Pollster: Election predictions couldn’t account for avid support
Most polls heading into the Nov. 8 presidential election predicted Hillary Clinton would come out on top over opponent Donald Trump. But the day after, many people are asking, “How did pollsters get the Trump-Clinton election so wrong?”
Like many, Alaska political analyst Ivan Moore says he was surprised by the election results and that no one could have predicted Trump’s “stunning upset” over Clinton to win the presidency.
However, Moore believes the predictions weren’t as far off as people are making out and that polling is more of an art than an actual science.
“It’s not an error. It’s due to the impossible task of predicting who is going to vote and who is not,” Moore said.
He says the reason the polls appear to have missed their mark is due to an unexpected factor that no one could have put a number on: voter enthusiasm.
“This was basically an enthusiasm difference between Trump support and Clinton support.“ Moore said.
Moore went on to explain that even a very small difference in that enthusiasm, combined with each person’s likeliness to actually get out and vote, can easily make a difference of two or three points in a close race.
“It can turn into a big swing for the person who has more enthusiastic, more willing-to-get-out-there supporters. That was clearly what was going on with Trump,” Moore said.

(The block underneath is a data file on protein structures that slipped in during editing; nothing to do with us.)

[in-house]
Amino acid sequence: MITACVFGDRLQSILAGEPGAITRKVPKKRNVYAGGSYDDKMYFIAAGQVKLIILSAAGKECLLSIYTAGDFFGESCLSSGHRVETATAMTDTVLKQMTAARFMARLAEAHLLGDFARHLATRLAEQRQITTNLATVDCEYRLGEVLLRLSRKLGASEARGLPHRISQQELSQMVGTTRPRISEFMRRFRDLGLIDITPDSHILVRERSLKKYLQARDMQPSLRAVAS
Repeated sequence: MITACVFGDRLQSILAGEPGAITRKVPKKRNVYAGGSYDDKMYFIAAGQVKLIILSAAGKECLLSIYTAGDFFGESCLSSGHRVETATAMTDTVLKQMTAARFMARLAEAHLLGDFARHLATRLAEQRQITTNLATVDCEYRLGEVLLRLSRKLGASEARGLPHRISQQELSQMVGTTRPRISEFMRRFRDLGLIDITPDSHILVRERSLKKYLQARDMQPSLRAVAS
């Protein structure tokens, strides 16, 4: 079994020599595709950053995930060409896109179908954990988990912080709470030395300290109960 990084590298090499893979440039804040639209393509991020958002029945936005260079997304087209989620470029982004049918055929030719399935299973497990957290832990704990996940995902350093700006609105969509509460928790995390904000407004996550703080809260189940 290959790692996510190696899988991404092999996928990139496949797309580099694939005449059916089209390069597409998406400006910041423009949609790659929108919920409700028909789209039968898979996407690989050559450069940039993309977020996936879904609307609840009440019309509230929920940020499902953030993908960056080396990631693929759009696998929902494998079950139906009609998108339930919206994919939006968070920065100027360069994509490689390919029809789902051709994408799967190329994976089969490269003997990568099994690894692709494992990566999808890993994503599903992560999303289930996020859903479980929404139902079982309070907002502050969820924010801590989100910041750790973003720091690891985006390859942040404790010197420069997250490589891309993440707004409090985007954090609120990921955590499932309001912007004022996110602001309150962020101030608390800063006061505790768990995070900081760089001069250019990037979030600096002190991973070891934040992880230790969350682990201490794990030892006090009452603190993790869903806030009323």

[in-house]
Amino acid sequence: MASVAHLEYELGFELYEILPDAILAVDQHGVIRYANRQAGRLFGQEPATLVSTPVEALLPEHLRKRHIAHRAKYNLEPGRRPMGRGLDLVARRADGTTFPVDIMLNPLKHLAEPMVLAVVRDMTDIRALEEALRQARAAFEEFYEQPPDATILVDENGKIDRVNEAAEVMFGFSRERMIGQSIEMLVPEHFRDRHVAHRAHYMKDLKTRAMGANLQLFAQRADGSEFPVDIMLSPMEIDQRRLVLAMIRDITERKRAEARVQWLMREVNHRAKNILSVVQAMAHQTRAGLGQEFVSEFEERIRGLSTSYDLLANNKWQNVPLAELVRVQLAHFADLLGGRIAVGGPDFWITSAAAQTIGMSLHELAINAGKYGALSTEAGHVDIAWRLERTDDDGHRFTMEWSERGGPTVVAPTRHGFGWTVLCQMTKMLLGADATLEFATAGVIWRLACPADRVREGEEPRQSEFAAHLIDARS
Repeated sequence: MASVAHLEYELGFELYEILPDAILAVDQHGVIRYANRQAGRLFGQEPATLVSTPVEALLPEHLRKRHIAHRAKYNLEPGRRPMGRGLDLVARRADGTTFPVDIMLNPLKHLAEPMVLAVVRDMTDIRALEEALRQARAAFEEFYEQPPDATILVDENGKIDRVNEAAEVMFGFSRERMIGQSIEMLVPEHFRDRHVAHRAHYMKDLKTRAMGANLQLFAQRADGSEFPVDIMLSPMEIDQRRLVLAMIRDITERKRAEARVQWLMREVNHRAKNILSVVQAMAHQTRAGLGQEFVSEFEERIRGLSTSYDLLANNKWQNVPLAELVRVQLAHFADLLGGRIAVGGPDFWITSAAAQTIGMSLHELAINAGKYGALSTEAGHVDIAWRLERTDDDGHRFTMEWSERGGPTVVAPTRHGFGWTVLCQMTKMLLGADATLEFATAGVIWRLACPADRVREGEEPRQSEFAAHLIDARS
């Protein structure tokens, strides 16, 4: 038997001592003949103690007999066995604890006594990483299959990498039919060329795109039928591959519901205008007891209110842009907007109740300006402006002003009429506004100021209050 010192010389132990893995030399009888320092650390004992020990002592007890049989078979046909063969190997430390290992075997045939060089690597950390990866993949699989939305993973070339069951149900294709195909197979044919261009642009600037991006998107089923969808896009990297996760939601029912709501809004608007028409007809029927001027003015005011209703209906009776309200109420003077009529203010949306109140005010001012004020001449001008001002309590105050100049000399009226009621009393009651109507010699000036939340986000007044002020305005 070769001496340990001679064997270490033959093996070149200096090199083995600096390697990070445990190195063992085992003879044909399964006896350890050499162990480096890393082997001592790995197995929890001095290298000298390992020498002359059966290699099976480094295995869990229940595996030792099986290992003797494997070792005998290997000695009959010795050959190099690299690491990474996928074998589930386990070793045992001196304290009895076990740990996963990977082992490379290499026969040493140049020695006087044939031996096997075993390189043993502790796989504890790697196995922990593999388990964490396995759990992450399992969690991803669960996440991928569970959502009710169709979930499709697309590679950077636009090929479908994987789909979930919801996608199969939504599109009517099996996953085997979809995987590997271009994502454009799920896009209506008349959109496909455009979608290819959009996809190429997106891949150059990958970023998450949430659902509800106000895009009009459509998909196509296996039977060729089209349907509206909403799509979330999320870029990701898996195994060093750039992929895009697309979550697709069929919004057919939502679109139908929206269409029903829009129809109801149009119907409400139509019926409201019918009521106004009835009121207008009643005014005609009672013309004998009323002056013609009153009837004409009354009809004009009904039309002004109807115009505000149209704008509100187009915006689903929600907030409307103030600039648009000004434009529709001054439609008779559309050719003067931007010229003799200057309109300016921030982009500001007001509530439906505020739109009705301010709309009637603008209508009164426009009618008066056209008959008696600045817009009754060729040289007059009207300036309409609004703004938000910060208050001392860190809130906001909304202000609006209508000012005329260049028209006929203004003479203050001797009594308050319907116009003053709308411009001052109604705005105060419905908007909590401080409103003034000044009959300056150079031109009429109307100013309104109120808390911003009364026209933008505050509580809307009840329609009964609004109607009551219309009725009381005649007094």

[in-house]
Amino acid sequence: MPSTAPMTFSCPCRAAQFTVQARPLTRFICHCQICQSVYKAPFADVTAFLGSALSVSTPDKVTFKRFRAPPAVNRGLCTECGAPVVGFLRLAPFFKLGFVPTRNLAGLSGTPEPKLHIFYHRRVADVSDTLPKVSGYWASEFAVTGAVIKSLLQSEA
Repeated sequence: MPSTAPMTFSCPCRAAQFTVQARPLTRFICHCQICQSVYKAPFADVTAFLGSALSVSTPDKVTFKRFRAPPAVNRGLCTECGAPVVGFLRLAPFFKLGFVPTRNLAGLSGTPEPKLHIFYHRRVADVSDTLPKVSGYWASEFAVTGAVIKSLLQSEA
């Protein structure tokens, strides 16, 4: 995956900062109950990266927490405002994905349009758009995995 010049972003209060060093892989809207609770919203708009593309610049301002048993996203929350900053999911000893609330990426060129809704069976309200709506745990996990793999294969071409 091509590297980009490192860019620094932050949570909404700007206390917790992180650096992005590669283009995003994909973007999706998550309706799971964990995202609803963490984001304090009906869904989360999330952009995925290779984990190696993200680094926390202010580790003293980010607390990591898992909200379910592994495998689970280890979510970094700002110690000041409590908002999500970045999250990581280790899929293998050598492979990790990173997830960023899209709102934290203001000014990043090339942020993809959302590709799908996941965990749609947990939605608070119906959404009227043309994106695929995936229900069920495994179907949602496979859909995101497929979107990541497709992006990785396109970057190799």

The race began to tighten in the days leading up to big vote. Still, some people never questioned the polling data that predicted Clinton’s victory would be substantial, but not overwhelming, according to a report in The Huffington Post.
The head of the University of Alaska Anchorage Journalism and Communication department, Paola Banchero, says media across the nation have some soul searching to do.
“There is an over-reliance on polling data because it’s relatively easy to portray to the public,” Banchero said. “I think a lot of reporting on polls fails to explain the margin of error and the method used to gather that data.”
This isn’t the first time that the polls didn’t correctly project election results.
Just a few months ago, Moore says analytics failed to foresee the vote in Britain to leave the European Union, better known as Brexit.
And in 1948, the Chicago Daily Tribe printed arguably one of the most famous headline mistakes, which prematurely stated,“Dewey Defeats Trump,” the day after incumbent President Harry Truman won an upset victory over his Republican challenger.
“There’s nothing magic about polls that says they are going to be bang on every time,” Moore said.
The polls are never intended to be a predictor, according to Moore. He says there are two important things to remember. First, polling numbers are not always exact but they do give insight into the potential range of results. Second, that is impossible to predict with any kind of accuracy how likely someone is to go vote.
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